#62 – Modest Mouse – “Float On” – (2004)

This Grammy-nominated tune from Modest Mouse was a Modern Rock #1 and it’s one of my favorite rock (or indie rock) tracks from the decade. The opening lyrics: “I backed my car into a cop car the other day – well he just drove sometimes life’s okay” sets the tone for the song, which is pretty happy. The guitar riff is also really catchy. I dig it.

#70 – Los Lonely Boys – “Heaven” – (2004)

Los Lonely Boys is a trio from Texas that performs their own unique style of music. It’s a blend of Tejano, country, blues and rock. And this song exemplifies that combination. This was their debut single, which is pretty amazing, and they’ve yet to top it. It hit #16 on the Hot 100. It’s got some Spanish lyrics and you can almost feel Texas oozing through the song.

#73 – Jay-Z and Linkin Park – “Numb/Encore” – (2004)

In the era of YouTube, mashups are everywhere. Some creative individual will take a random song and splice and weave it together with another random track and create something new. Well back in 2004, mashups weren’t heard by most people outside of clubs and certainly not on the radio. Well that changed with the release of Collision Course – a collaborative album between Linkin Park and Jay-Z. It only had six songs on it and they were all Jay-Z songs mashed with those from Linkin Park. A couple of them are really good – this one might be the best. Lyrics are drawn from both songs and the music is from Linkin Park’s “Numb.” It was a #1 single on the Eurochart 100 and in Ireland and a top 20 in the U.S. Mixing two popular songs doesn’t get much better than this – because it enhances both songs.

Well I’m wasting no time in starting our next countdown: the Top 100 Songs of the Noughties. The 100 greatest songs released between 2000 and 2009. I chose to call it “the noughties” because that is my favorite name for the decade and the “00s” looks dumb and isn’t as fun to say. Now, in previous countdowns I’ve instituted rules such as “one song per artist.” That’s not the case this time around. And I know the theme of this blog is “re-discover songs from your past” and 2009 wasn’t all that long ago. But the entire decade has ended (were in the 4th year of the next decade, if I may scare you a little). Enough time has passed to sort through the music and find what I thought was the best – and that’s just it. It’s my opinion. You probably won’t agree, but at least you’ll get an insight into my warped mind. But seriously, I will try and make an argument as to why each song is here.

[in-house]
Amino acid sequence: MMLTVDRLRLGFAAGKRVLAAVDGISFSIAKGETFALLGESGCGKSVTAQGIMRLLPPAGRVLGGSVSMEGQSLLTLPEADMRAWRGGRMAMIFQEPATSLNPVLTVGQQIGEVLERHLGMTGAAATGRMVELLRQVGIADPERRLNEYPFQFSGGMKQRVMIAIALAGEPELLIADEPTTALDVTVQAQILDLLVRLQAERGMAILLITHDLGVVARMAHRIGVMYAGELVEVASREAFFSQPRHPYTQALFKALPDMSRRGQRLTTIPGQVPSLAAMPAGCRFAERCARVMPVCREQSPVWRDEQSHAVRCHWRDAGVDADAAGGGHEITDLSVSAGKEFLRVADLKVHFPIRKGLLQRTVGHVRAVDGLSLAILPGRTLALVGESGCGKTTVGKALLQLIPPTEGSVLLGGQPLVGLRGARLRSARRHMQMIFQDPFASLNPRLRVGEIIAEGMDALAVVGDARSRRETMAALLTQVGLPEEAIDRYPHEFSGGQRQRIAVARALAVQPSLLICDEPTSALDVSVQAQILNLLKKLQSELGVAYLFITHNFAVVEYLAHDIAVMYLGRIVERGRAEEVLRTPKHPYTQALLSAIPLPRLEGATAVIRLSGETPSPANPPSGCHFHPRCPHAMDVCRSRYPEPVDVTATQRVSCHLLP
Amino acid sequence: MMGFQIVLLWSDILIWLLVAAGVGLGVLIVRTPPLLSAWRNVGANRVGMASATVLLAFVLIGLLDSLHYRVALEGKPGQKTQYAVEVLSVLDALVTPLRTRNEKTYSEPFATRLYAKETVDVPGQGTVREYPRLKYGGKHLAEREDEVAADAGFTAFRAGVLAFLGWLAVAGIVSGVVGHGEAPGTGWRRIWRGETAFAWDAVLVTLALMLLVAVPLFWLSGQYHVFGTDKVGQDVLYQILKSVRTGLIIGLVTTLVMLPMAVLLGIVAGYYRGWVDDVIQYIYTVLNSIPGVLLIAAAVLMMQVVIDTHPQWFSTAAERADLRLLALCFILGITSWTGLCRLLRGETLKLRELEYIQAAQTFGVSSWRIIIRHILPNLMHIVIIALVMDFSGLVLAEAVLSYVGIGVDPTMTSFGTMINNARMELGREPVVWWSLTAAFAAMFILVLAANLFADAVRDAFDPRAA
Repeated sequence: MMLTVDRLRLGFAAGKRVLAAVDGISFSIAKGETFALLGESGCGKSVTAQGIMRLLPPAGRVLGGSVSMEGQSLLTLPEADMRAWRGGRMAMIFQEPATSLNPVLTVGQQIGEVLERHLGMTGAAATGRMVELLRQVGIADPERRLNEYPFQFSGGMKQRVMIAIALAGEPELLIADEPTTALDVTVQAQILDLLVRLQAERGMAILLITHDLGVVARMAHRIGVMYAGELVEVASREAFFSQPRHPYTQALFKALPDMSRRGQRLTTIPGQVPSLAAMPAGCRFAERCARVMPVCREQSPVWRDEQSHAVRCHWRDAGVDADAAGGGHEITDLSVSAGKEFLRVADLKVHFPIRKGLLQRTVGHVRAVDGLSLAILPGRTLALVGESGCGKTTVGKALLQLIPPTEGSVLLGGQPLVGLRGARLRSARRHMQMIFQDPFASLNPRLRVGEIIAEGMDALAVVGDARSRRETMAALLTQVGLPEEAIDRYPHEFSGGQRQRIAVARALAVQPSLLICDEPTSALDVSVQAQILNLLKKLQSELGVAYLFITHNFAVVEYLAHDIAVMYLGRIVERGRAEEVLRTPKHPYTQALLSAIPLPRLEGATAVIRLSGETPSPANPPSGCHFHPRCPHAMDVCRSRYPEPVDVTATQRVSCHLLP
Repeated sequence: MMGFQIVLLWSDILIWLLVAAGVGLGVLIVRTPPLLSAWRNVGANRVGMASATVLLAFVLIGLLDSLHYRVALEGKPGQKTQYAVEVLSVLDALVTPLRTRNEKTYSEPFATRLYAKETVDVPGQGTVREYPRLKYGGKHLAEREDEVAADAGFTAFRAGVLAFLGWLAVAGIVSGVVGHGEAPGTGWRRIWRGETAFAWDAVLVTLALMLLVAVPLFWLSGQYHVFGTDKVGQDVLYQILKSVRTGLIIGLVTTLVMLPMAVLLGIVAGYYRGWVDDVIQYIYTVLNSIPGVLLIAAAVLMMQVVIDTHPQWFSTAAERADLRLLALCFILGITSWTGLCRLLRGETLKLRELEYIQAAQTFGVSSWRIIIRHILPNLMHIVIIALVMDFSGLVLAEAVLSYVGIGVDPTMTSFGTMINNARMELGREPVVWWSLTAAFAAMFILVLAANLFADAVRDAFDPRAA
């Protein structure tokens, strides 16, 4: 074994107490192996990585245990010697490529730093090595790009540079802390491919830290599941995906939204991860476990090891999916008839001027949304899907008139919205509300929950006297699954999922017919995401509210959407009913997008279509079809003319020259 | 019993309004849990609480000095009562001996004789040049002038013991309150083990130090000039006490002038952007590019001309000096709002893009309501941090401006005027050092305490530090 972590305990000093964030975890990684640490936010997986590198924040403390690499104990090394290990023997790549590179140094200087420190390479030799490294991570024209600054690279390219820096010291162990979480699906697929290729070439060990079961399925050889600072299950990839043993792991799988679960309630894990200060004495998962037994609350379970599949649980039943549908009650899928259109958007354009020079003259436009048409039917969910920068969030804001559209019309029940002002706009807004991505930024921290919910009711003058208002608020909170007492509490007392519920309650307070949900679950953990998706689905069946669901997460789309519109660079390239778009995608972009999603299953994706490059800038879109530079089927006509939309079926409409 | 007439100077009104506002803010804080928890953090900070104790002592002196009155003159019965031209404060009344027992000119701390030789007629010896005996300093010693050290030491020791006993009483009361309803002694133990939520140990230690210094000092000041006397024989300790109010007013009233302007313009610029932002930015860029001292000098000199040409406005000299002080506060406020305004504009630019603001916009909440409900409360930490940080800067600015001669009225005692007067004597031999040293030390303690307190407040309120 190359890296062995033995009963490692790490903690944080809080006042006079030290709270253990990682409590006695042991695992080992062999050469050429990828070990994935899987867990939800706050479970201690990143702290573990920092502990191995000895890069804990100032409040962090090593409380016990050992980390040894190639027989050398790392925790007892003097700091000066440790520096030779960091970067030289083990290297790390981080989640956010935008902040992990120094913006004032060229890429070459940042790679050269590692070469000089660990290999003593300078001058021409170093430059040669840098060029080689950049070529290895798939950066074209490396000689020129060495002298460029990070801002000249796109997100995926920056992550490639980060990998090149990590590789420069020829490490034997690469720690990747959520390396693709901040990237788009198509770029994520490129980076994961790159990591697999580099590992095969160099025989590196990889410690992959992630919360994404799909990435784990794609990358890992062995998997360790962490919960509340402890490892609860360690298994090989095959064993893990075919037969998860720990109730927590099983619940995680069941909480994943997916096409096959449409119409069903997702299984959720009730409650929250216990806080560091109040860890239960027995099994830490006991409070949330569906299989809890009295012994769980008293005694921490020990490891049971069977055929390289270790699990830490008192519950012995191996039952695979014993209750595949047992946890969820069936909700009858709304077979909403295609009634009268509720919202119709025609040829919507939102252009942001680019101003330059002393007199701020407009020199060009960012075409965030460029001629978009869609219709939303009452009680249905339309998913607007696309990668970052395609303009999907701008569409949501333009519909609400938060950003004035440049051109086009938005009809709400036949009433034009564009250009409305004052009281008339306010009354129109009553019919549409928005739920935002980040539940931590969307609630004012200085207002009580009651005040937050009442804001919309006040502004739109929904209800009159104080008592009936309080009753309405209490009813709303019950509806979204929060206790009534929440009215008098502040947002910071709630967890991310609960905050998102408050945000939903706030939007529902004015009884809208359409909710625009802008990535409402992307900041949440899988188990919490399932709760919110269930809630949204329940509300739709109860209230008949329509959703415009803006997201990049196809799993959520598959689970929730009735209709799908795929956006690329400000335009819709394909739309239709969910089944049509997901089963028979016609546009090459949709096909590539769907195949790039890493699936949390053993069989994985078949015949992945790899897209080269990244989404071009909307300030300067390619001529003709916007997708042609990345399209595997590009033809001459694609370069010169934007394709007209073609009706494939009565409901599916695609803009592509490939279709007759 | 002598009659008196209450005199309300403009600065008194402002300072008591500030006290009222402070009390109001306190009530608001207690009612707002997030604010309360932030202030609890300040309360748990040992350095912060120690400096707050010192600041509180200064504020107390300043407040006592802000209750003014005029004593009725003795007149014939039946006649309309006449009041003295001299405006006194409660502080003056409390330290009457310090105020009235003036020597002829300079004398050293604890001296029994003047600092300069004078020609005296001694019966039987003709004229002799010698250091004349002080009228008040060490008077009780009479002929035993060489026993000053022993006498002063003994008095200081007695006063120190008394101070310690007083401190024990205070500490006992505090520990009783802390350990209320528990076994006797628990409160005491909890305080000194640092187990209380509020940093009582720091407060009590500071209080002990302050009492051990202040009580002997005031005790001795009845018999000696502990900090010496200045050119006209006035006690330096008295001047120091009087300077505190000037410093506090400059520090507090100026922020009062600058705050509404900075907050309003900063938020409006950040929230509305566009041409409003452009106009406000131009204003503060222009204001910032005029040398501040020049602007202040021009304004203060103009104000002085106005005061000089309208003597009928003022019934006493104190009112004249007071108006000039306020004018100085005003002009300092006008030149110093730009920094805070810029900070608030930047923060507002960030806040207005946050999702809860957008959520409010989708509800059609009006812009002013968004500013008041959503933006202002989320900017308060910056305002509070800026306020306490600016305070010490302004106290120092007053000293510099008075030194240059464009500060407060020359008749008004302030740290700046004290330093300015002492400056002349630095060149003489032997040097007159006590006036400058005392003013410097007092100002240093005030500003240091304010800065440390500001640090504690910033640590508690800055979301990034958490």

Also, you may notice a slight favoring of songs from the year 2000 and early 2001. This is because I love the 1990s and the 1990s didn’t end until 9/11. Think about it. They didn’t. At least not musically (okay, 2001 was pretty different from 2000, which was just an extension of 1999). There is also a favoring of later in the decade with the middle part getting skimmed over. Because it sucked. Almost all of these songs got regular radio airplay on pop music stations (with very few, and worthy, exceptions). The two songs I feature this week were “leftovers” – songs I don’t remember hearing on the radio that I personally discovered after the decade had ended. Here we go…